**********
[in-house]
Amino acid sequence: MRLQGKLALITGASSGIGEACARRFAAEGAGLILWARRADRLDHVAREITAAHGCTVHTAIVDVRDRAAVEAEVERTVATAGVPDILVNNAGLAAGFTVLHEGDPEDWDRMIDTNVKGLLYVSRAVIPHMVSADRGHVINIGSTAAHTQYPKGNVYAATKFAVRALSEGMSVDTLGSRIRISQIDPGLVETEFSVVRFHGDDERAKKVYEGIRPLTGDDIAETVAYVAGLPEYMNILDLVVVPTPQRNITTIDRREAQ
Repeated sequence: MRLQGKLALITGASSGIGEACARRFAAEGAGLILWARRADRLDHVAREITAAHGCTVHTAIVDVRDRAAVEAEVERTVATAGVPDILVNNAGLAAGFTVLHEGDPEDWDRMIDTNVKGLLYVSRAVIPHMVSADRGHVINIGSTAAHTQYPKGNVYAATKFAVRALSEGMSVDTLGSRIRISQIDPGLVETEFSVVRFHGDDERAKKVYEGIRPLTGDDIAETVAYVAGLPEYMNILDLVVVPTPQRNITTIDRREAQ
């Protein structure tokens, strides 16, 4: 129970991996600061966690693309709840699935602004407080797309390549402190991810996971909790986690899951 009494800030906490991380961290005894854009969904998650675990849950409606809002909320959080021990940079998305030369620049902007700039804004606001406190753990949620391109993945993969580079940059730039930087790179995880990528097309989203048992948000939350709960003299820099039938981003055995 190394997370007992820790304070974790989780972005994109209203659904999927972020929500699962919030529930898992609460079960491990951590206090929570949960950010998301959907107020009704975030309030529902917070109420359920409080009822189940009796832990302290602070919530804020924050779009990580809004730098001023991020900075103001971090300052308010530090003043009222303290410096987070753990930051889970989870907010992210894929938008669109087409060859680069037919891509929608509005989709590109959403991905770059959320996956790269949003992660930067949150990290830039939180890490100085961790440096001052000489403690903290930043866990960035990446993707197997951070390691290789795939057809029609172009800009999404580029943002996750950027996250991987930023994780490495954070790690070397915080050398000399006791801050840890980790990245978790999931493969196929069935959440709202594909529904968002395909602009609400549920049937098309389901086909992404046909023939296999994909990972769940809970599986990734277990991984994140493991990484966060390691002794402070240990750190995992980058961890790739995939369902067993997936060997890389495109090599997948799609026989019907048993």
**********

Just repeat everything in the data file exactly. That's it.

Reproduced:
[in-house]
Amino acid sequence: MRLQGKLALITGASSGIGEACARRFAAEGAGLILWARRADRLDHVAREITAAHGCTVHTAIVDVRDRAAVEAEVERTVATAGVPDILVNNAGLAAGFTVLHEGDPEDWDRMIDTNVKGLLYVSRAVIPHMVSADRGHVINIGSTAAHTQYPKGNVYAATKFAVRALSEGMSVDTLGSRIRISQIDPGLVETEFSVVRFHGDDERAKKVYEGIRPLTGDDIAETVAYVAGLPEYMNILDLVVVPTPQRNITTIDRREAQ
Repeated sequence: MRLQGKLALITGASSGIGEACARRFAAEGAGLILWARRADRLDHVAREITAAHGCTVHTAIVDVRDRAAVEAEVERTVATAGVPDILVNNAGLAAGFTVLHEGDPEDWDRMIDTNVKGLLYVSRAVIPHMVSADRGHVINIGSTAAHTQYPKGNVYAATKFAVRALSEGMSVDTLGSRIRISQIDPGLVETEFSVVRFHGDDERAKKVYEGIRPLTGDDIAETVAYVAGLPEYMNILDLVVVPTPQRNITTIDRREAQ
């Protein structure tokens, strides 16, 4: 129970991996600061966690693309709840699935602004407080797309390549402190991810996971909790986690899951 009494800030906490991380961290005894854009969904998650675990849950409606809002909320959080021990940079998305030369620049902007700039804004606001406190753990949620391109993945993969580079940059730039930087790179995880990528097309989203048992948000939350709960003299820099039938981003055995 190394997370007992820790304070974790989780972005994109209203659904999927972020929500699962919030529930898992609460079960491990951590206090929570949960950010998301959907107020009704975030309030529902917070109420359920409080009822189940009796832990302290602070919530804020924050779009990580809004730098001023991020900075103001971090300052308010530090003043009222303290410096987070753990930051889970989870907010992210894929938008669109087409060859680069037919891509929608509005989709590109959403991905770059959320996956790269949003992660930067949150990290830039939180890490100085961790440096001052000489403690903290930043866990960035990446993707197997951070390691290789795939057809029609172009800009999404580029943002996750950027996250991987930023994780490495954070790690070397915080050398000399006791801050840890980790990245978790999931493969196929069935959440709202594909529904968002395909602009609400549920049937098309389901086909992404046909023939296999994909990972769940809970599986990734277990991984994140493991990484966060390691002794402070240990750190995992980058961890790739995939369902067993997936060997890389495109090599997948799609026989019907048993």